This second volumes of the Mediaeval Continuation contains Letters 31-60 of Peter Damian. While his epistolary style is varied—exhortatory, occasional, pastoral, reforming—his message is singular and simple in urging strict adherence to the canons of the Church.
Letters 31 and 40 are long treatises, each published separately in critical editions. Letter 31, also known as the Book of Gomorrah, deplores the degradation of the priesthood through the vice of sodomy and appeals to Pope Leo IX to educate and purge the clergy. Letter 40, perhaps his most celebrated work, is also called the Liber gratissimus. In it Peter Damian opposes the reordination of those ordained simonists but writes that simonists are "worthy of the supreme punishment that befits the incorrigible." The very early reference to the "heart of Jesus" which is found in this letter was anticipated only by the Venerable Bede.
Among the more personal letters are 55 and 57. In the former he writes of a long, debilitating illness, so serious that funeral preparations had been made, and of his immediate recovery when his brethren gave food to one hundred poor people. In the latter, he begs to be relieved of the administration of the diocese of Gubbio because of ill health, so that he may return to Fonte Avellana and his "beloved solitude." He also makes many references to folkloric tales and, perhaps, the earliest reference to the game of chess in Western literature.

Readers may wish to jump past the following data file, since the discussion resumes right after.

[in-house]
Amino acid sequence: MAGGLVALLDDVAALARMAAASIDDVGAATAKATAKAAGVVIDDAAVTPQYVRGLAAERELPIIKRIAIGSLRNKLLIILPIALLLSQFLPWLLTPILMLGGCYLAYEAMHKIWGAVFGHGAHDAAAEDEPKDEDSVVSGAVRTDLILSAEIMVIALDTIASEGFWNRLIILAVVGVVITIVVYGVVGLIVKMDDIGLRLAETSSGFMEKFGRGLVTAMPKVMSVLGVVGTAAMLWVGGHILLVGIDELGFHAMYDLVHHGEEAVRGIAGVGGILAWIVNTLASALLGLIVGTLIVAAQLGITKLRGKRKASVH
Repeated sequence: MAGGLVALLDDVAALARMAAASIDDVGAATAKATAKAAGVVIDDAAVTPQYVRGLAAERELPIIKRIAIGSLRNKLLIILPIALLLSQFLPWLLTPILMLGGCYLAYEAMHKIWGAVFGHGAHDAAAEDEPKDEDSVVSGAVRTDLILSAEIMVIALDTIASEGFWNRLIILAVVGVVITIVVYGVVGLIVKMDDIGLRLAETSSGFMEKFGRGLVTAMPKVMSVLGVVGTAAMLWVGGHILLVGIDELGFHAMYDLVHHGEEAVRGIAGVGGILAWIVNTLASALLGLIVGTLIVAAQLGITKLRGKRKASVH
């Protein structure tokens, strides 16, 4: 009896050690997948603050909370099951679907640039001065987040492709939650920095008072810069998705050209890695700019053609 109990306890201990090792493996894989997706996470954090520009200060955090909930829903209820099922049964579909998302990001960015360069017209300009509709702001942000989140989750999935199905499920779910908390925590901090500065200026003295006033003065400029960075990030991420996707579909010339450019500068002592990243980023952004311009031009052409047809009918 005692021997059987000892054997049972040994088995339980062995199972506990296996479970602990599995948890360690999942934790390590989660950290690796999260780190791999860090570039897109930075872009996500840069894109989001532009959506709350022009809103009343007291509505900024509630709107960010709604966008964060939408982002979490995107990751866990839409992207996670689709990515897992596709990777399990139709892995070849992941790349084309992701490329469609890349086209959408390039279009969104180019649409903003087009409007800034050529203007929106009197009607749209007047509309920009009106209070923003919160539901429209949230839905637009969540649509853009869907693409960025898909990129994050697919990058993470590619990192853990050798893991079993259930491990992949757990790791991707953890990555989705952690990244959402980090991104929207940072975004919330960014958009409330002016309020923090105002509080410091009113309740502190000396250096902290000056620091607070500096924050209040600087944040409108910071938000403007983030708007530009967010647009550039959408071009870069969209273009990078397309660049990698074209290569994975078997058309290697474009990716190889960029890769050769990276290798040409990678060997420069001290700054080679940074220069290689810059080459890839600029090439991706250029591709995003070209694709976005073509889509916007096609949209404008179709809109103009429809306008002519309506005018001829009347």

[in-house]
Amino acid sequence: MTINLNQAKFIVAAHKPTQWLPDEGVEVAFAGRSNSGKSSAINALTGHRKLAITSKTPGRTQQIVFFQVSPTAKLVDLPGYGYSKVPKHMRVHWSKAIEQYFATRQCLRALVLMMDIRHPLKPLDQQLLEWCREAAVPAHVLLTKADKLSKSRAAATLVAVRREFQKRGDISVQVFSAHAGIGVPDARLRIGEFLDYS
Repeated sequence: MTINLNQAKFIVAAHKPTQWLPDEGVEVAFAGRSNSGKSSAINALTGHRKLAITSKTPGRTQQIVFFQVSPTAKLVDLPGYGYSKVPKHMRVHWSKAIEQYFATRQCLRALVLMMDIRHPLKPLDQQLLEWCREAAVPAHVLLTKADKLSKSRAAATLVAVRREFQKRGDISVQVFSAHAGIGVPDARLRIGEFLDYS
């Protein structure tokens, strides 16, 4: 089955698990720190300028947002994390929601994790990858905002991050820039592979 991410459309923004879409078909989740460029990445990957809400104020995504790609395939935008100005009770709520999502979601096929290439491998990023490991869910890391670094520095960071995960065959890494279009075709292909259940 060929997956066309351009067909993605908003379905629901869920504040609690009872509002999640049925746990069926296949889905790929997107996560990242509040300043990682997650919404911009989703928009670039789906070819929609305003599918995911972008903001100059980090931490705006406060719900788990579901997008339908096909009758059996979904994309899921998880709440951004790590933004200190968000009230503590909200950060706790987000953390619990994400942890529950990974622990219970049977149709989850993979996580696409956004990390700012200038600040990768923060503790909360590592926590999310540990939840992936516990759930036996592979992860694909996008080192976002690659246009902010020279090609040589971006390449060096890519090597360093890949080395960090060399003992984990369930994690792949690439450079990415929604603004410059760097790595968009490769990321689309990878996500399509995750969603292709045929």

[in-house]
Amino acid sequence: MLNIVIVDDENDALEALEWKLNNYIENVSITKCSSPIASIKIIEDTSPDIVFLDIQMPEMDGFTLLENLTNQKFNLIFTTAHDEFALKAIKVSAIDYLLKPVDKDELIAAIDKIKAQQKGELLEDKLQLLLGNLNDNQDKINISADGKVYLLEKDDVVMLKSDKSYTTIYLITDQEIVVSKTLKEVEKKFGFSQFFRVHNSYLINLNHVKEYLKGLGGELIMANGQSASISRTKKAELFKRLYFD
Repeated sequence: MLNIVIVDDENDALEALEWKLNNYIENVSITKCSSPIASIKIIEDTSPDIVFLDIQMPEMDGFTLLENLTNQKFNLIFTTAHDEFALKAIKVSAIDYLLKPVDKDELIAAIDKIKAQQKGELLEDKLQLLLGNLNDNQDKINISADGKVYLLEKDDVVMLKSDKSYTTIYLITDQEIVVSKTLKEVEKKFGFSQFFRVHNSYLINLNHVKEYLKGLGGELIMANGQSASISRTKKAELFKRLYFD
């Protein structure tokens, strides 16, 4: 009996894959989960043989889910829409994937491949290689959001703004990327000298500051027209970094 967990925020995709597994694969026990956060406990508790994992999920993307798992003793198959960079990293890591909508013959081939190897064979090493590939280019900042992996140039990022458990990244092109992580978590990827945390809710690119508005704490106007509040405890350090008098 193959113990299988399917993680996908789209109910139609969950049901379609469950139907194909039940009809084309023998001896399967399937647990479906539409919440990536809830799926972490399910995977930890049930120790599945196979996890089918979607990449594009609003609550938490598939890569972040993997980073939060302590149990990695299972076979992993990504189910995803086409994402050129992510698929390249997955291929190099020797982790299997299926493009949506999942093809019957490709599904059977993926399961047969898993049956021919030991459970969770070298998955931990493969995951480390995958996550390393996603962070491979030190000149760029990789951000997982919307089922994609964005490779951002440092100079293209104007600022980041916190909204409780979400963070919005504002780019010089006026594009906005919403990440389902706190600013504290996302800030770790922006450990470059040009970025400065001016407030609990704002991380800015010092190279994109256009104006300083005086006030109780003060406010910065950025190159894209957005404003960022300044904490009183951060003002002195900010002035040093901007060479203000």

Letter 58 to Henry the archbishop of Ravenna in 1058 is the best example in the collection of Peter Damian's political and ecclesiastical influence. In it he gives his opinion of Benedict X and Nicholas II, the two candidates for the Apostolic See. He makes no effort to conceal his strong opinions but rather requests that this letter be made public so that all may learn what he has thought about the subject. This is perhaps, after all, what he would have hoped for the entire collection.
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